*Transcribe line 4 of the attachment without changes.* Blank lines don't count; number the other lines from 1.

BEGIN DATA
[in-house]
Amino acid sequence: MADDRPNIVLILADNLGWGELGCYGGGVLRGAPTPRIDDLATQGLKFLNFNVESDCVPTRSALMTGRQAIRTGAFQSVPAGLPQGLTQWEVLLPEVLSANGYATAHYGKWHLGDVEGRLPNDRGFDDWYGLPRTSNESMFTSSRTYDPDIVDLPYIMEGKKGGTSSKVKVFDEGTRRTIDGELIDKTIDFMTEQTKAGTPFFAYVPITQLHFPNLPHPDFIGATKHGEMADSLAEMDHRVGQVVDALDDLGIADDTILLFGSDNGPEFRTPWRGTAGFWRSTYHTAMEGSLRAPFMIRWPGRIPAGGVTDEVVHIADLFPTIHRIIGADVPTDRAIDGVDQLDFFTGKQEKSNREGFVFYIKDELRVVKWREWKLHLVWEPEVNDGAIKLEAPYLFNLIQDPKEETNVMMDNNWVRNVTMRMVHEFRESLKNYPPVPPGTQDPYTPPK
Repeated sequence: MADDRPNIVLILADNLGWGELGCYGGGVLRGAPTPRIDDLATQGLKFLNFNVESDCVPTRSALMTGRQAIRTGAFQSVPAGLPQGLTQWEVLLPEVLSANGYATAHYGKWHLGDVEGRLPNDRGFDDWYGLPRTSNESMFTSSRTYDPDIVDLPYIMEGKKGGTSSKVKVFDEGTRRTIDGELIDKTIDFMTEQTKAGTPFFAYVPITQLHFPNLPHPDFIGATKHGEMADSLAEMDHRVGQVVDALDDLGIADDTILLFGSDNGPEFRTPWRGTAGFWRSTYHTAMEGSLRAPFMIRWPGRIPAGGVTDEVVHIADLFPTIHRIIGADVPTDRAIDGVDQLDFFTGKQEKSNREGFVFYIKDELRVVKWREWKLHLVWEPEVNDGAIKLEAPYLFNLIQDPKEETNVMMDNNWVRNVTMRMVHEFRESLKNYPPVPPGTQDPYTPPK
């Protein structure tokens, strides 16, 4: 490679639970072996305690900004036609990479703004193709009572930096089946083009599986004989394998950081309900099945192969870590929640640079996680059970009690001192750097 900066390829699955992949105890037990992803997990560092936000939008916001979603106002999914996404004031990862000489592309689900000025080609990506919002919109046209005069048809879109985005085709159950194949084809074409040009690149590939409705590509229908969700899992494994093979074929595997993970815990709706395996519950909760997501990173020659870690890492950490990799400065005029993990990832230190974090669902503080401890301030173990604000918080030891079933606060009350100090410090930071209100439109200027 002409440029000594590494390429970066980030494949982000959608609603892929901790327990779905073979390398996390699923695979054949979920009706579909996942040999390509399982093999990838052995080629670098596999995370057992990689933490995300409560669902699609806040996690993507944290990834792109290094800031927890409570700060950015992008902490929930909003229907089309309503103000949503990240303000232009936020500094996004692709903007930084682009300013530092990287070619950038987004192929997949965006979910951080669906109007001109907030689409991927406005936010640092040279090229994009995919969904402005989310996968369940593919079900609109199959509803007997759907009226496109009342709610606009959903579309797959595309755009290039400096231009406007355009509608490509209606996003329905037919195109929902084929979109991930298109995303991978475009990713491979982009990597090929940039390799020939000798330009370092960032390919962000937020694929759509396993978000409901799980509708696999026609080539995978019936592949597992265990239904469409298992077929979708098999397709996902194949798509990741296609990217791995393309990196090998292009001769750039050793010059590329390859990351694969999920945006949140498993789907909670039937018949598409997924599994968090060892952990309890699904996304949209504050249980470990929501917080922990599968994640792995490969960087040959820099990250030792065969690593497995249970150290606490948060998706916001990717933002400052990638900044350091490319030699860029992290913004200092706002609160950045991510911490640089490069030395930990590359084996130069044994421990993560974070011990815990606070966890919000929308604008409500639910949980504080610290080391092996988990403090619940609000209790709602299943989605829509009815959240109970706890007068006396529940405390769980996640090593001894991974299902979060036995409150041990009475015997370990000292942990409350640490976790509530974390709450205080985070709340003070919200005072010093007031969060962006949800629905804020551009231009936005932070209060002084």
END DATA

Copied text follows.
């Protein structure tokens, strides 16, 4: 490679639970072996305690900004036609990479703004193709009572930096089946083009599986004989394998950081309900099945192969870590929640640079996680059970009690001192750097 900066390829699955992949105890037990992803997990560092936000939008916001979603106002999914996404004031990862000489592309689900000025080609990506919002919109046209005069048809879109985005085709159950194949084809074409040009690149590939409705590509229908969700899992494994093979074929595997993970815990709706395996519950909760997501990173020659870690890492950490990799400065005029993990990832230190974090669902503080401890301030173990604000918080030891079933606060009350100090410090930071209100439109200027 002409440029000594590494390429970066980030494949982000959608609603892929901790327990779905073979390398996390699923695979054949979920009706579909996942040999390509399982093999990838052995080629670098596999995370057992990689933490995300409560669902699609806040996690993507944290990834792109290094800031927890409570700060950015992008902490929930909003229907089309309503103000949503990240303000232009936020500094996004692709903007930084682009300013530092990287070619950038987004192929997949965006979910951080669906109007001109907030689409991927406005936010640092040279090229994009995919969904402005989310996968369940593919079900609109199959509803007997759907009226496109009342709610606009959903579309797959595309755009290039400096231009406007355009509608490509209606996003329905037919195109929902084929979109991930298109995303991978475009990713491979982009990597090929940039390799020939000798330009370092960032390919962000937020694929759509396993978000409901799980509708696999026609080539995978019936592949597992265990239904469409298992077929979708098999397709996902194949798509990741296609990217791995393309990196090998292009001769750039050793010059590329390859990351694969999920945006949140498993789907909670039937018949598409997924599994968090060892952990309890699904996304949209504050249980470990929501917080922990599968994640792995490969960087040959820099990250030792065969690593497995249970150290606490948060998706916001990717933002400052990638900044350091490319030699860029992290913004200092706002609160950045991510911490640089490069030395930990590359084996130069044994421990993560974070011990815990606070966890919000929308604008409500639910949980504080610290080391092996988990403090619940609000209790709602299943989605829509009815959240109970706890007068006396529940405390769980996640090593001894991974299902979060036995409150041990009475015997370990000292942990409350640490976790509530974390709450205080985070709340003070919200005072010093007031969060962006949800629905804020551009231009936005932070209060002084």